"Angela Ingersoll (as commanding in the classics as she is in musicals)
is radiant as Lady Anne, the young widow so hideously seduced by Richard."
“Angela Ingersoll as Lady Anne Neville brings a delicate intensity to a notoriously difficult role. One can feel her chaotic emotions as she is wooed literally over the dead body of her father-in-law... Ms. Ingersoll makes Anne’s impossible choices seem understandable – not an easy task."
-Chicago Theatre Blog
“Angela Ingersoll (as commanding in the classics as she is in musicals) is radiant as Lady Anne, the young widow so hideously seduced by Richard.”
-Chicago Sun Times
“In the small yet powerful role of Lady Anne Angela Ingersoll is terrific. Ingersoll’s passionate anger and catatonic self-loathing make me wish Shakespeare had expanded the role much further.”
“If anyone stole the show it's Angela Ingersoll's quiet but perpetually enraged Lady Anne. I've never witnessed such intensity on stage.”
-The Highly Suggestible Type
“Gaines delivers her best scenes with the aid from excellent supporting performances, especially Angela Ingersoll as Lady Anne, a pretty young Princess with a kicky modern hairstyle, wearing a tight bustier top and richly layered blue and purple skirts... After Acton's wooing Richard forces a kiss, she spits in his face, but is finally overwhelmed by his veiled threats, and when she surrenders with a tremble, she touches his cheek and bids him farewell more in momentary self-preservation than in defeat.”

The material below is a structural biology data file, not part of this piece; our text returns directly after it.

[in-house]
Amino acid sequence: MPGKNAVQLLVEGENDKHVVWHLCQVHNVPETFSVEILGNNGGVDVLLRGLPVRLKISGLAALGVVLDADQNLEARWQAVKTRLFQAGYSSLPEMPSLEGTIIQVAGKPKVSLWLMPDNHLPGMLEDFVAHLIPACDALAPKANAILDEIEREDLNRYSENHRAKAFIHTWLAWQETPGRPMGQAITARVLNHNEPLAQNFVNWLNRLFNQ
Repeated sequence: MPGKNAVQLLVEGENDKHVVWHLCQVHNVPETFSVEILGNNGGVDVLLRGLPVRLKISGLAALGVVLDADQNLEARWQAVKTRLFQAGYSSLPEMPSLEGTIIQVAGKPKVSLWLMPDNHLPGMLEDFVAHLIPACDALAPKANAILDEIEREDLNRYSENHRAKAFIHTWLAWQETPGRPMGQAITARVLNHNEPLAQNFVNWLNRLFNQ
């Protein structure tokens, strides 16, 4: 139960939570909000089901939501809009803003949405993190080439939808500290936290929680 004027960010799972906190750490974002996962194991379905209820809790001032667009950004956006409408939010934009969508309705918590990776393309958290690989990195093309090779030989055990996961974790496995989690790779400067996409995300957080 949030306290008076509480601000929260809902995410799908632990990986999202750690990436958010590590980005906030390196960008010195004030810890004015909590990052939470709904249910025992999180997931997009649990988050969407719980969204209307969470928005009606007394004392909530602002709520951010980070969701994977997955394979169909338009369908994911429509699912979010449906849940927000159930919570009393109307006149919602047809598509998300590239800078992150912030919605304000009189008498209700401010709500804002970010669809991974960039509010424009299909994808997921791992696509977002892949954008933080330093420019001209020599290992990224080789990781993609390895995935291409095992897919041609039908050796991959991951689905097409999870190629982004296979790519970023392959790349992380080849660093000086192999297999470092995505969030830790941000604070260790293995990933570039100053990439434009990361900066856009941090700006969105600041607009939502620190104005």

-Shaltz Shakespeare Reviews
“We know Acton is the man for the role after the success of the famous early scene with Lady Anne... Angela Ingersoll is a fine foil for Acton in the wooing scene.”
-Copley News Service
“And the cast, weighted toward longtime Chicago pros, is strong—particularly Jennifer Harmon, Wendy Robie, Angela Ingersoll, and Mary Ann Thebus as the royal mothers and wives who have to bear the toad in ways the men can't possibly comprehend.”
“The production's greatest strength lies in its treatment of a set of characters often underemphasized in performance: the wives and mothers of England's rapidly changing cast of kings... A pair of scenes in which Jennifer Harmon, Wendy Robie, Mary Ann Thebus, and Angela Ingersoll converge onstage are both quiet and wrenching.”
Production Photos: Chicago Shakespeare Theater